Jacksonville University celebrates diversity and the countless contributions down the centuries of African American nurses, data scientists, entrepreneurs and educators.
Since Gerald Ford in 1976, every American president has designated February as Black History Month. It was the evolution of an effort begun 50 years earlier by historian and scholar Carter G. Woodson, a son of parents born into slavery.
To shine a light on the role of African American people in the rise of the United States, Woodson founded the organization that today bears the name, the Association for the Study of African American Life and History (ASALH), in 1915. A year later he founded the Journal of African American History, which exists today with the mission to “promote, research, preserve, interpret and disseminate information about Black life, history and culture to the global community.”
Woodson’s group sponsored the first Negro History Week in 1926. The second week of February was selected to pay homage to the birthdates of President Abraham Lincoln and Frederick Douglass.
Today, even though Black History Month is the established period when African heritage is celebrated, no single month can adequately represent the staggering achievements of people like Hazel Johnson-Brown (nursing), Rachelle Blake (health informatics), Mike Bugembe (data analytics) and Kenneth Chenault (business/entrepreneurship).
Hazel Johnson-Brown – Nursing
Hazel Johnson-Brown was the first black woman to achieve promotion to brigadier general in the U.S. Army, and the first black woman to command the 7,000-strong Army Nurse Corps. She reached both milestones in 1979, 24 years after enlisting and 31 years after the U.S. military was ordered desegregated by President Harry Truman.
At the time of her promotion, according to the Washington Post, Brown said: “Race is an incidence of birth. I hope the criterion for selection didn’t include race but competence.”
During her distinguished career, Brown earned a nursing diploma from the Harlem School of Nursing in 1950; served in Japan in the 1950s; trained surgical nurses on their way to Vietnam in the 1960s; and became director of the Walter Reed Army Institute of Nursing in the 1970s.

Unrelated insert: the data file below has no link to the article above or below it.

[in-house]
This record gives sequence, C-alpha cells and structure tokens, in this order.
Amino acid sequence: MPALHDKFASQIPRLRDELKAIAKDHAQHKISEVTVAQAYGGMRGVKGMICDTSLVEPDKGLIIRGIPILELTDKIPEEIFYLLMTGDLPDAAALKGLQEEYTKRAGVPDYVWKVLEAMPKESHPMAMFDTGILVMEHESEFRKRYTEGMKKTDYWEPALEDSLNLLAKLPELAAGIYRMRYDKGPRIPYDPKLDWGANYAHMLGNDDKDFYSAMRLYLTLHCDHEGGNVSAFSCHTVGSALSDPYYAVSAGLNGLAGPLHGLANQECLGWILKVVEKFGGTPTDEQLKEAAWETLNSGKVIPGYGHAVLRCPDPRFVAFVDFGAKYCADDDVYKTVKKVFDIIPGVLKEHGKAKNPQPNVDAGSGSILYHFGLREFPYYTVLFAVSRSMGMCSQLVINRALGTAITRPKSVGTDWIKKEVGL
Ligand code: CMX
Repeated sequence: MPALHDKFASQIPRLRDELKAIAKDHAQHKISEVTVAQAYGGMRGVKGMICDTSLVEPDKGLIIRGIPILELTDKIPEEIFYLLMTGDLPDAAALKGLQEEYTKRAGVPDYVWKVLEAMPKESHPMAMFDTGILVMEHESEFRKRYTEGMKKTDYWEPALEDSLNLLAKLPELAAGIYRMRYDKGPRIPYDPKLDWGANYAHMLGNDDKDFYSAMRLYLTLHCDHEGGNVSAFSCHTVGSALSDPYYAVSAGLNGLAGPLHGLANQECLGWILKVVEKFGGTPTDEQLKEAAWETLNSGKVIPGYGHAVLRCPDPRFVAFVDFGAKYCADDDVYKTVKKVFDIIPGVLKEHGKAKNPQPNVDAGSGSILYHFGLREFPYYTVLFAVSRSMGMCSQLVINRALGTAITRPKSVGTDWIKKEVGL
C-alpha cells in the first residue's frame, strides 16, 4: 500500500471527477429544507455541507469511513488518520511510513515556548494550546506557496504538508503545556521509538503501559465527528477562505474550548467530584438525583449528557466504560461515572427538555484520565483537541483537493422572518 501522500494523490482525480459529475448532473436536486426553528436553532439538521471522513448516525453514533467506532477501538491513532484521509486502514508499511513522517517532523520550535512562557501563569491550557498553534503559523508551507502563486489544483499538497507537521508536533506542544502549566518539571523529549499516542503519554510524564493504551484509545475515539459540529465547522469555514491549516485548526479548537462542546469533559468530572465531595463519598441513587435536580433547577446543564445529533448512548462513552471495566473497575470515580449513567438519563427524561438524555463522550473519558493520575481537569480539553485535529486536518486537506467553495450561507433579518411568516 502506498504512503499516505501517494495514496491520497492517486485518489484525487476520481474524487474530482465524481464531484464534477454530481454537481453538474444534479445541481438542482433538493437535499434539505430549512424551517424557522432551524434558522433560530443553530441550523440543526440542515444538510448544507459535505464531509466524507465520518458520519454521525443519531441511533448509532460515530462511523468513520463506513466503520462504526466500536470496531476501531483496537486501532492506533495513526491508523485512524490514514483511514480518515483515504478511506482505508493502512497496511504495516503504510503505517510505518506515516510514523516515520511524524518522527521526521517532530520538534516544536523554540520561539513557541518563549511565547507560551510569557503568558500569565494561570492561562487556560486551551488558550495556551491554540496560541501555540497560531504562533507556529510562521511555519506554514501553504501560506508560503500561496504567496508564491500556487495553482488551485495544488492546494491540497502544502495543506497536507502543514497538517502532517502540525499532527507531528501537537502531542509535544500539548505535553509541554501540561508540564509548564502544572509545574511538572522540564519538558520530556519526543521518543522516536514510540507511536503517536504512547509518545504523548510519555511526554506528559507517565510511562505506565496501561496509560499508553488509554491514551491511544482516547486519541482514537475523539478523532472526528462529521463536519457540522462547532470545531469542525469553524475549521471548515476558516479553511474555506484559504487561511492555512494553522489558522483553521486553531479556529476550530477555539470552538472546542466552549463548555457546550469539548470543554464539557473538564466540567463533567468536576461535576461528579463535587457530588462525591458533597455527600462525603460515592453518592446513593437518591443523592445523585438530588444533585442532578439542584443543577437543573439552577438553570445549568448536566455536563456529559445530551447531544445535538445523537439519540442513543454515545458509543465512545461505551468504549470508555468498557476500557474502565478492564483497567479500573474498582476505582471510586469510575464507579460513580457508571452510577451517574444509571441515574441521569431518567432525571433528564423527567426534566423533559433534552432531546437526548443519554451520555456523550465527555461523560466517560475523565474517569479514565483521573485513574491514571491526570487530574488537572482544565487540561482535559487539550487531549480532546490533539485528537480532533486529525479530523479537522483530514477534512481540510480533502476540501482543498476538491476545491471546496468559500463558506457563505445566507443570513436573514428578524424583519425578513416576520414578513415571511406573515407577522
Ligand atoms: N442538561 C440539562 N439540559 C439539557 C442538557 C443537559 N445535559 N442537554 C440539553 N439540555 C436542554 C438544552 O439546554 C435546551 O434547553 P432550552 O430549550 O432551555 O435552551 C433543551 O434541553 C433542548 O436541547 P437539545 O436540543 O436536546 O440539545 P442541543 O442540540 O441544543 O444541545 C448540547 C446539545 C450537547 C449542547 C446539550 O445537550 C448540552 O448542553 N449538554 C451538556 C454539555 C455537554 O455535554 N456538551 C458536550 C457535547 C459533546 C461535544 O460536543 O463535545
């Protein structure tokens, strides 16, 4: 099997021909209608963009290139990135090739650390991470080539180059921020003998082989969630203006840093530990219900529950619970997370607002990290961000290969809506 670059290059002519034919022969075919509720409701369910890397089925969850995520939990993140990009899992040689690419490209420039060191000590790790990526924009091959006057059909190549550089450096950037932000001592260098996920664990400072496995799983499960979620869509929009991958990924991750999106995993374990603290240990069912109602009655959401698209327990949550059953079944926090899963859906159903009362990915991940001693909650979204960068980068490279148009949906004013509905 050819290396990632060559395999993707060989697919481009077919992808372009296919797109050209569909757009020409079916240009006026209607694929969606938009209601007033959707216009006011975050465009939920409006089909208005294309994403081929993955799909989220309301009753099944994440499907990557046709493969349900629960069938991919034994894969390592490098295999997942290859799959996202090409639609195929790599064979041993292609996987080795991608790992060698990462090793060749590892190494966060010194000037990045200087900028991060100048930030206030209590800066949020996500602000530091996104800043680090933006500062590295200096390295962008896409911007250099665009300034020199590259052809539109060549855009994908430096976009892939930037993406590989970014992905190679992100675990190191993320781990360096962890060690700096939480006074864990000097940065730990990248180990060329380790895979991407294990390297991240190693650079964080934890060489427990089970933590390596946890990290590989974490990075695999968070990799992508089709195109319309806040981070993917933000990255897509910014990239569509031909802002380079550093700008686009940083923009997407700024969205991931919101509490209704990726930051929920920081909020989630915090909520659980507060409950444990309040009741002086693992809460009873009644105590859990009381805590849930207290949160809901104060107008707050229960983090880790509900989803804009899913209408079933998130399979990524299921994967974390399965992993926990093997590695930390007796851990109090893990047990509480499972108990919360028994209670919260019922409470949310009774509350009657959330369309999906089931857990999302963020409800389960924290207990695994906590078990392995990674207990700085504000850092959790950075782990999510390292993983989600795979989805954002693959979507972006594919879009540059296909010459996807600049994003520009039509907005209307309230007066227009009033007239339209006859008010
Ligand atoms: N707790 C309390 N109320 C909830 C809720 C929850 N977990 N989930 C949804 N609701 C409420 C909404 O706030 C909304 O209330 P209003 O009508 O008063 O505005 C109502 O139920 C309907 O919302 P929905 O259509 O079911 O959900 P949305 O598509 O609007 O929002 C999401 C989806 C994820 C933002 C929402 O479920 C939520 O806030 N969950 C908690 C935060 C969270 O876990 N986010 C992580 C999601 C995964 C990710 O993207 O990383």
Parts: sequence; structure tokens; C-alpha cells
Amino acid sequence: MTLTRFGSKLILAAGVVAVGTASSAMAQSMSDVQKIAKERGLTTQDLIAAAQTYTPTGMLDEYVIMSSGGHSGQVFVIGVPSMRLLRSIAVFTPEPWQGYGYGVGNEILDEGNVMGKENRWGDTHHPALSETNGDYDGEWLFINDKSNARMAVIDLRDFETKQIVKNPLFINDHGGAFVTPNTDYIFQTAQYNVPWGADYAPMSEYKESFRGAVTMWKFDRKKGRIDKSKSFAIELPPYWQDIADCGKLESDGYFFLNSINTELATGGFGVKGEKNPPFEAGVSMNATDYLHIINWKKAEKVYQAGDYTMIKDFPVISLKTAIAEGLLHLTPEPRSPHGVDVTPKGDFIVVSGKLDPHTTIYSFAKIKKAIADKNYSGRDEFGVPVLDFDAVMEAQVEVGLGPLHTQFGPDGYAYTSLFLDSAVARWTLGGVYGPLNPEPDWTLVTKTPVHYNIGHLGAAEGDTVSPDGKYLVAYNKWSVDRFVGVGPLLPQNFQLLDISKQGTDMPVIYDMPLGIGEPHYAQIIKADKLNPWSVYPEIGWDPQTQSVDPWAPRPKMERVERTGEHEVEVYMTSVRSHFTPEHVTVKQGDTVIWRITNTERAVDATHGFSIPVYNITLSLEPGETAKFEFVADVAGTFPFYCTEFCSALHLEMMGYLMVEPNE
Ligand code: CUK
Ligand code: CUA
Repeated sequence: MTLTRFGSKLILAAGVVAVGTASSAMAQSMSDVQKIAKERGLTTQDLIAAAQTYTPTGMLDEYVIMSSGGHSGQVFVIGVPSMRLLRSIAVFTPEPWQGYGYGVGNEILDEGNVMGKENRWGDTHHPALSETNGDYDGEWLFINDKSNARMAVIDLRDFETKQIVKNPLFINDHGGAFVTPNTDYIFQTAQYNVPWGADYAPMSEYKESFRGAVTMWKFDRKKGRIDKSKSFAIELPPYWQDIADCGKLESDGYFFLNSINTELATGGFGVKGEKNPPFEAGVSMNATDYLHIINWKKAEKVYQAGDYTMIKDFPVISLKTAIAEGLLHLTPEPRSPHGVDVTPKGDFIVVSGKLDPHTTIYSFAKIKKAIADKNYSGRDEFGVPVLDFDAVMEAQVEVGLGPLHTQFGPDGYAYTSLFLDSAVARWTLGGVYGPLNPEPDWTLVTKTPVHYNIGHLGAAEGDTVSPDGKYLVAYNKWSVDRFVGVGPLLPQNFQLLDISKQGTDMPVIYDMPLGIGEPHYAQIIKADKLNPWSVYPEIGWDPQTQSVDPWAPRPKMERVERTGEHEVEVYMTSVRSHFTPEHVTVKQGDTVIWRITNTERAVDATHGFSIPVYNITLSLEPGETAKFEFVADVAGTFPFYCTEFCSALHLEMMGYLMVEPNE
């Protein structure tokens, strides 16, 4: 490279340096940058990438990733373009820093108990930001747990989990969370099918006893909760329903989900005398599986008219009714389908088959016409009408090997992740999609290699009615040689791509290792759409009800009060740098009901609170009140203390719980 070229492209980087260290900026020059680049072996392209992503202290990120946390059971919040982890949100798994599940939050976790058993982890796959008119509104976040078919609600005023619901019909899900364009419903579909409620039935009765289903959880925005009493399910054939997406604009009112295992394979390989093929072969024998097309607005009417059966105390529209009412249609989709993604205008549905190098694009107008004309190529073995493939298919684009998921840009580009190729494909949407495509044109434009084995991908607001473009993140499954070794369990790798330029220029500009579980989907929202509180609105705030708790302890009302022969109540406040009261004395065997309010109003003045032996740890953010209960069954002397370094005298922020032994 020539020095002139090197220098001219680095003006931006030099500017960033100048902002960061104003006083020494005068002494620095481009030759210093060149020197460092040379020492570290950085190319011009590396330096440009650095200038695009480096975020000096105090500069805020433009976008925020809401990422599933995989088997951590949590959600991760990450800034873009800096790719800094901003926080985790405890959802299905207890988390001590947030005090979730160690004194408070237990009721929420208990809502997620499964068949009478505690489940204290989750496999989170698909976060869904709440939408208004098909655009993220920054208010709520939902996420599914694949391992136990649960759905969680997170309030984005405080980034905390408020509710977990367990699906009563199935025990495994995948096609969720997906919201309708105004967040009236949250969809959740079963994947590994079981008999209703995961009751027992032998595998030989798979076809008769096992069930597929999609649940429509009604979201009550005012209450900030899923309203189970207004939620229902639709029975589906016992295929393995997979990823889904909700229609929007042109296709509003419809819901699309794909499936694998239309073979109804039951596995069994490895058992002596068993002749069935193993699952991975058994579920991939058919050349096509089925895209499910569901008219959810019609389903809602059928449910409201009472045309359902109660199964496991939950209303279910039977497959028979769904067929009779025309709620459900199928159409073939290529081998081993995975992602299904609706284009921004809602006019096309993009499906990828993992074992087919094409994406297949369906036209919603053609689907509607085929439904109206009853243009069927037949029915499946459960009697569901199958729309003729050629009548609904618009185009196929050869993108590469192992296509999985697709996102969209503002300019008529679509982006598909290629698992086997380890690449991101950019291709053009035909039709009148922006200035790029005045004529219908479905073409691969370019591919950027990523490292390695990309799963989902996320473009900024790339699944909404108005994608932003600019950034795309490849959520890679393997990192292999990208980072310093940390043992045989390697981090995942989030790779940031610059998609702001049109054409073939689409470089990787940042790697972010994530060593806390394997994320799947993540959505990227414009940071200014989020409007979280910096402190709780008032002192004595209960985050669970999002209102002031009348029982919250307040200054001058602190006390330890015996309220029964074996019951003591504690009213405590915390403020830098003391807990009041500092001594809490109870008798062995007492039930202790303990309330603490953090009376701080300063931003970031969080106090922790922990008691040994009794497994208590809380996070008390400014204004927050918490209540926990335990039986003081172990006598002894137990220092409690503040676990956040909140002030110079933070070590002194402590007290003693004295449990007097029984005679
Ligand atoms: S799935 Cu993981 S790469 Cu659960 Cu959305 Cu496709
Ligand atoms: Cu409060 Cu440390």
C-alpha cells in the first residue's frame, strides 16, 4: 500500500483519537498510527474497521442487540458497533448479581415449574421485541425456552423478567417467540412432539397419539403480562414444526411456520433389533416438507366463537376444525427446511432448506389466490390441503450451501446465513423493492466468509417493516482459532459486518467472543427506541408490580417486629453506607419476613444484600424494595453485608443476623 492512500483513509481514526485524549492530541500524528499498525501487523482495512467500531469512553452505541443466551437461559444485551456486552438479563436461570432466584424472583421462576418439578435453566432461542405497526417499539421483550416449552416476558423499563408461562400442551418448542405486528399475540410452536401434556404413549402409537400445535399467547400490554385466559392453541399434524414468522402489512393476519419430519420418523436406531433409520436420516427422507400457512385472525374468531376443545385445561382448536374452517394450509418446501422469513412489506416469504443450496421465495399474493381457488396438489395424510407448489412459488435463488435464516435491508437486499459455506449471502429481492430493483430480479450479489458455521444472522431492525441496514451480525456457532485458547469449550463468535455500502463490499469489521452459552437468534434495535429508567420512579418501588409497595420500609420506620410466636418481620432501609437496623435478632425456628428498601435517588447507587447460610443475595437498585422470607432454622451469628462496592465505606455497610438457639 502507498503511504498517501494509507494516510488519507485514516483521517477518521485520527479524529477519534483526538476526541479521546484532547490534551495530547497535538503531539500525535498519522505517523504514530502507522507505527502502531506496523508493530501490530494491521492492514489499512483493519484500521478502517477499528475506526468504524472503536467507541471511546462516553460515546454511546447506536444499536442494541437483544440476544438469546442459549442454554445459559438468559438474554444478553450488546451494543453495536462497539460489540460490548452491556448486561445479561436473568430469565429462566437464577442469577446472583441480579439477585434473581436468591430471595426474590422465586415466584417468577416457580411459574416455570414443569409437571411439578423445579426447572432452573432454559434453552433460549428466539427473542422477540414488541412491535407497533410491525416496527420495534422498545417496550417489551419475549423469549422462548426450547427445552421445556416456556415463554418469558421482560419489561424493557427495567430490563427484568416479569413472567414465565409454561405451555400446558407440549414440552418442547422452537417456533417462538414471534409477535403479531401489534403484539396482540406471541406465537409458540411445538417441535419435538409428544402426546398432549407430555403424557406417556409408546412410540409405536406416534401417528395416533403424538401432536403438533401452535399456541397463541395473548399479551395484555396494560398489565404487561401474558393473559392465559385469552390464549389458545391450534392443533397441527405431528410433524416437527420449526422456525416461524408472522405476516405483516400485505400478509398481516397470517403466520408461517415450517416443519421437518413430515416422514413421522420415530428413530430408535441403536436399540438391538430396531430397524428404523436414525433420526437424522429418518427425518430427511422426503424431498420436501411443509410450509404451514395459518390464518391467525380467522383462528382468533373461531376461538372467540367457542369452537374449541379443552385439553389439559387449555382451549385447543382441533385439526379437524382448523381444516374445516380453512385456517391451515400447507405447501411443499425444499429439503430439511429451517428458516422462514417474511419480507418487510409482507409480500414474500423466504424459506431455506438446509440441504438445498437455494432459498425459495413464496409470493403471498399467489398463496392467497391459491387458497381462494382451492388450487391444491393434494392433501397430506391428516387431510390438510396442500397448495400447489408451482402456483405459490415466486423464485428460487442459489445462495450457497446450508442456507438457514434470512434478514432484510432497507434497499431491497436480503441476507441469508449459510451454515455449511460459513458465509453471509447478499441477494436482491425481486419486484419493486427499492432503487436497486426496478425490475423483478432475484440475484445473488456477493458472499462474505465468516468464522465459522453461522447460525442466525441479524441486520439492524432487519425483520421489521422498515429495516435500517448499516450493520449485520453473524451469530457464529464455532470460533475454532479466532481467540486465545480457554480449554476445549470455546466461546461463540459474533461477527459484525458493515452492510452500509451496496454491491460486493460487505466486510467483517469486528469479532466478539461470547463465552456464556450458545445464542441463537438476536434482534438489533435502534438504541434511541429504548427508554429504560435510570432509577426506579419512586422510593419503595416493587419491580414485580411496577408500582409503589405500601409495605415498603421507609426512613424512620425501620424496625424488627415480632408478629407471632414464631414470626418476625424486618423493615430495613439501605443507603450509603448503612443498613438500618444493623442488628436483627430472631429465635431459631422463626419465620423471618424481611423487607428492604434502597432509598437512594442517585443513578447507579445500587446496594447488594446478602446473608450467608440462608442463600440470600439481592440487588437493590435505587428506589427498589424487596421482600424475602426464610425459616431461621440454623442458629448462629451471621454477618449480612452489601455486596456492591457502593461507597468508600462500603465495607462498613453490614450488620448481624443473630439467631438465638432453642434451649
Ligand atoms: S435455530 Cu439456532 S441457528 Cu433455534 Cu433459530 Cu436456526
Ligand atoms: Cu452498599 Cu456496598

She earned many military decorations, including the Distinguished Service medal, the Legion of Merit, the Meritorious Service Medal and the Army Commendation medal. She also earned a bachelor’s in nursing from Villanova, a master’s degree from Columbia University and a doctorate in educational administration from Catholic University.
Brown, who had Alzheimer’s toward the end of her life, died in 2011 at age 83.
Rachelle Blake – Health Informatics
Rachelle Blake’s career in healthcare has run the gamut across three decades – physician assistant, consultant, director of IT, director of meaningful use, all the way up to CEO and Managing Director of Omni Micro Systems/Omni Med Solutions, a healthcare information and technology innovator.
Blake’s experience on the clinical side and on the data side positioned her well for a leadership role with the Health Information Management Systems Society (HIMSS), for which she volunteered to chair the Meaningful Use and Value of HIT Task Force in 2014 and 2015.
Her experience and insight helped her see early on the “value that health IT can bring to healthcare delivery,” according to a HIMSS profile entitled, “How to Translate Value in 21st Century Healthcare.” For her work in the field of health informatics, Blake was recognized in 2016 as a member of the inaugural HIMSS list of the most influential women in health IT.
Mike Bugembe – Data Analytics
Mike Bugembe, Chief Analytics Officer of the data-driven philanthropic organization Just Giving, was named one of the top “digital masters” in the United Kingdom by the Guardian newspaper in 2014. Bugembe, whose mother taught math and whose father was an economist, came to data analytics as a family rite.
Now, he uses big data to “uncover hidden relationships and better predict future outcomes,” according to a 2016 Q&A published by British site Data IQ. In his role at Just Giving, Bugembe helps organizations in need raise money using smarter, data-driven insights.
Kenneth Chenault – Business
After 16 years as CEO of American Express, Kenneth Chenault stepped down. At age 66, was Chenault ready to sail into retirement and enjoy the good life?
Well … maybe. But the man the Wall Street Journal once described as “one of the country’s most prominent African-American corporate leaders” doesn’t appear to be stepping away completely just yet.
In addition to becoming the first African-American member of Facebook’s Board of Directors in February 2018, Chenault also joined the board of AirBnB and was named the chairman and managing director of venture capital firm General Catalyst. He retained positions on the boards of IBM, Procter & Gamble, the Harvard Corporation and other organizations.
Chenault’s legacy is deeply tied to the African-American community. In 1995, Ebony magazine named him one of 50 living pioneers in African-American culture. Chenault earned his law degree at Harvard in 1976, but moved from the law to business when he joined American Express as a member of the strategic planning group in 1981.
Sixteen years later, in 1997, he became president and chief operating officer, followed by a promotion to CEO in 2001.